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A Gardners Guide To FROST

Discussion in 'General Outdoor Growing' started by FourTwenty, Sep 23, 2008.

  1. Sep 23, 2008 #1

    FourTwenty

    FourTwenty

    FourTwenty

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    Found this article on frost while i was surfing the net thought i would share it with all of you since its getting close to the first frost again mines usually around mid Nov.

    A Gardener's Guide to Frost

    Clear or Cloudy Sky?
    Frost (also called white or hoarfrost) occurs when air temperatures dip below 32°F and ice crystals form on leaves, injuring, and sometimes killing, tender plants. Clear, calm skies and falling afternoon temperatures are usually the perfect conditions for frost. If the temperatures are falling fast under clear, windy skies-especially when the wind is out of the northwest-it may indicate the approach of a mass of polar air and a hard freeze. A hard or killing frost is based on movements of large, cold air masses. The result is below-freezing temperatures that generally kill all but the most cold-tolerant plants.

    Cloudy Skies: you may be in luck.
    If the temperature is cool, but clouds are visible, your plants may be protected. During the day, the sun’s radiant heat warms the earth. After the sun sets, the heat radiates upward, which lowers the temperatures at or near the ground. However, if the night sky has clouds, these clouds will trap the heat and keep the warmer temperatures lower, closer to your plants, preventing a frost.

    Wind?
    Wind also influences frost. If the air is still and windless, the coldest air settles to the ground. The temperature at plant level may be freezing, even though at eye level it isn't. A gentle breeze, however, will prevent the cold air from settling and keep temperatures higher, protecting your plants. If the wind itself is below freezing, frost may be very damaging.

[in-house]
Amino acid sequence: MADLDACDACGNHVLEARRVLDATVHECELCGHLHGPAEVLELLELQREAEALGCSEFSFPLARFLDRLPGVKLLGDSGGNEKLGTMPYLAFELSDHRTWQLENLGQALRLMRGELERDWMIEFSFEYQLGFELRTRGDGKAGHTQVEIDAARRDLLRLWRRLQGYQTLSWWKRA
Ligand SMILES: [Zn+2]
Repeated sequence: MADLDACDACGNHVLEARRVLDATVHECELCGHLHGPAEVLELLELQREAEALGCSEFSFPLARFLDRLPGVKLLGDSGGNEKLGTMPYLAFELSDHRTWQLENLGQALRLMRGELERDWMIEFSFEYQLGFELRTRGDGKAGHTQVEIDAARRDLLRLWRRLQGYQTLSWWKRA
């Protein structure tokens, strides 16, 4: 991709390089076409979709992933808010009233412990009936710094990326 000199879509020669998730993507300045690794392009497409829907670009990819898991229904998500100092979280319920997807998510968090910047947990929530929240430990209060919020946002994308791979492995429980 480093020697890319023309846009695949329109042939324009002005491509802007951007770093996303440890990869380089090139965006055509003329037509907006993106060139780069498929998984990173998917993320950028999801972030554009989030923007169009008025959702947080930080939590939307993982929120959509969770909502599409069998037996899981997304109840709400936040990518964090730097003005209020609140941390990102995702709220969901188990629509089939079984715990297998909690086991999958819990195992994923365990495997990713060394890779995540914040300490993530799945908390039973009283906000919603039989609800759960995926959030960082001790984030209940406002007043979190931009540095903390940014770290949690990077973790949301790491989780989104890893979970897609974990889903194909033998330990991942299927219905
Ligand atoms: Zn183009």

Moisture?
    Humidity and moisture are good things when talking frost. When moisture condenses out of humid air, it releases enough heat to sometimes save your plants. When the air is dry, the moisture in the soil will evaporate. Evaporation requires heat, which removes warmth that could save your vegetables.

    Location, location, location.
    The location of your garden can have a tremendous influence on whether or not an early frost could wipe out your garden, but leave your neighbor’s alone. As a general rule, the temperature drops 3°F to 5°F with every 1,000-foot increase in altitude. The higher your garden the colder the average air temperature and the more likely your plants will be hit by an early freeze.

    However, lower isn’t always better. Cold air is heavier than warm air and tends to sink to the lowest areas, causing frost damage. The best location for an annual garden is on a gentle, south-facing slope that's well heated by late-afternoon sun and protected from blustery north winds. A garden surrounded by buildings or trees or one near a body of water is also less likely to become frost covered.

    Soil.
    The type of soil your garden is growing in also affects the amount of moisture it holds. Deep, loose, heavy, fertile soil releases more moisture into the surrounding air than thin, sandy, or nutrient-poor soil. The more humid the air is, the higher the dew point will be, and the less likely that frost will form on those plants. Heavily mulched plants are more likely to become frosted since the mulch prevents moisture and heat from escaping out of the soil and warming the surrounding air.

    Know your plants.
    The plant itself determines its likelihood of frost damage. Immature plants still sporting new growth into the fall are most susceptible-especially the new growth. Frost tolerance tends to be higher in plants with maroon or bronze leaves, because such leaves absorb and retain heat. Downy- or hairy-leaved plants also retain heat. Compact plants expose a smaller proportion of their leaves to cold and drying winds. By the same token, closely spaced plants protect each other.

    Frost on its way?
    If a frost is predicted, cover your plants, both to retain as much soil heat and moisture as possible and to protect them against strong winds, which can hasten drying and cooling. You can use newspapers, baskets, tarps, straw, and other materials to cover your plants. Cover the whole plant before sunset to trap any remaining heat. Be sure to anchor lightweight coverings to prevent them from blowing away.